Weaving their deeply personal stories through performative actions and image making, the video asks the viewer to reflect on the ways the prison-industrial complex affects individuals, families, communities and a city. Footage includes excerpts from the letters displayed on walls, buildings and street surfaces throughout different neighborhoods in Chicago identified by the letter writers as their home communities; interviews with community members responding to the letters’ text; recorded audio of the letter writers reading their own letters over the phone while calling from Cook County Jail; a performance by Circles & Ciphers youth of freestyle ‘serenades’ in front of the jail; and an airplane flying over Cook County Jail with a banner featuring the phrase excerpted from one of the letters: jail is not my home. All these moments are documented and are edited together as a letter to the city, amplifying and echoing the deeply personal stories and experiences of young people that are often marginalized in this society.
In addition to the documentary, Leenaars and Circles & Ciphers produced the publication, Till My Feet Hit the Warm Concrete: Letters from Young People Incarcerated, which includes all 46 letters they received. The letters contain poems, hip-hop verses, personal stories and philosophical reflections on the notion of freedom within the context of America. The publication is an important element of their project because it fully represents the multitude of experiences and perspectives that were expressed in the letters. It also serves as an educational tool, as it highlights restorative justice practices and inspires readers to imagine alternative models to the current criminal justice system while providing concrete ways that readers can become active contributors to this conversation.
The world premier of A Letter to the City: “jail is not my home” by artist Kirsten Leenaars and Circles & Ciphers, followed by a panel discussion with the artists, will take place at Weinberg/Newton Gallery on December 9, 2022 from 6:00 to 8:00pm.
AnnMarie Brown (she, her) is a radical restorative justice practitioner and a fashion designer. In 2017 she served as the Hub Director for Circles & Ciphers through an initiative called Envisioning Justice. Through this initiative she worked to continue to educate youth about the carceral system through the arts. Ms. Brown has continued her journey as the current Co-Executive Director of Circles & Ciphers. AnnMarie has also curated her own fashion brand called Rafasi Clothing. She works to provide healing for young people through restorative justice practices and her own work as a designer.
Born Nigerian American, from the North Side of Chicago, Akeem Soyan (he, him) is an artist and Co-Executive Director of Circles & Ciphers. He started off attending Circles & Ciphers back in 2015 after dropping out of school to pursue music. It was through his love of art and people that he developed a commitment to abolition and restorative justice. Since then, he has focussed on connecting with young people and organizations through the mediums of art and community. All in all, he hopes to inspire. Soyan’s fourth project, “when wingz spread...” was released in 2022. www.keemosav.com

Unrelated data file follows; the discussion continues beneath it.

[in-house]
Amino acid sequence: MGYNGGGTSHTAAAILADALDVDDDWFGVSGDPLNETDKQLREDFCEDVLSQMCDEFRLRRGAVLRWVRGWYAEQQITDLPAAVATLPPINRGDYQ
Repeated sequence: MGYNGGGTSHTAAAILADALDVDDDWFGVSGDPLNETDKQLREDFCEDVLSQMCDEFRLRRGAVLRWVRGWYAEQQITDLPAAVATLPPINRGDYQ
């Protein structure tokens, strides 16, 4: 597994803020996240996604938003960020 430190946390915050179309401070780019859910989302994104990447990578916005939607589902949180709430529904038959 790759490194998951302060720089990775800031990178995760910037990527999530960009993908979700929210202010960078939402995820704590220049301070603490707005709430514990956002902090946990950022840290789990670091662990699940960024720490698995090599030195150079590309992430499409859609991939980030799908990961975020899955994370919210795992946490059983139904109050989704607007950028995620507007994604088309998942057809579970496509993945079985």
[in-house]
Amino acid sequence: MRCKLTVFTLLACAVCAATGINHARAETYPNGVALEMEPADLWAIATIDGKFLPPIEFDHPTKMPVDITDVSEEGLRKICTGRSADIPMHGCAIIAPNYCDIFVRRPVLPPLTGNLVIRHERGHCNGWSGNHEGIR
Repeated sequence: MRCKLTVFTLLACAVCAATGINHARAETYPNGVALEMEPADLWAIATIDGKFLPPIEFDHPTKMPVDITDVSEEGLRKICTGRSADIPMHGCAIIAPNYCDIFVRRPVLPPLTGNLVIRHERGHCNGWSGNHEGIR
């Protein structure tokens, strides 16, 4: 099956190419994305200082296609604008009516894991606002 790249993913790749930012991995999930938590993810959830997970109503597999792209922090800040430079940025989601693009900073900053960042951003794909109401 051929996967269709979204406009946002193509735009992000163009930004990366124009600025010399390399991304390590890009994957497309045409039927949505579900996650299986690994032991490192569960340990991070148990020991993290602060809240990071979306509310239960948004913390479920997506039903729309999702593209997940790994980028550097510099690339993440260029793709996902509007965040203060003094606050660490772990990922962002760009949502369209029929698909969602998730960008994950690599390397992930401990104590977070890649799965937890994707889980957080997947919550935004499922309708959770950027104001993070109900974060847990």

Circles & Ciphers is a hip-hop infused restorative justice organization led by and for young people impacted by violence. Through art-based peace circles, education and direct action we collectively heal and work to bring about the abolition of the prison-industrial complex. www.circlesandciphers.org/
Kirsten Leenaars (she, her), is a Chicago-based video artist. Through her work she examines how our collective imagination produces and shapes our lived realities. Leenaars engages with communities in long-term collaborative processes to explore how, through the co-creation of moving images, new forms of relating, being and looking at the world can be imagined. She is currently a Professor at the Department of Contemporary Practices, SAIC. www.kirstenleenaars.com
Nikia Watkins (she, her) is a plant lover, aspiring tattoo artist, community organizer and creative. Her work in Chicago has included fighting for the liberation of all Black folks. In 2020 Nikia was hired by Circles & Circles to help coordinate the Youth Care Collective, and since then she has continued her passions of supporting young people currently and formerly impacted by the carceral system. Along with her work at Circles, Nikia also works for Liberation Library, creating and sending newsletters to young people in Illinois jails and prisons. She graduated with her B.A. in Sociology and Gender Studies in May 2022 from The University of Illinois at Chicago.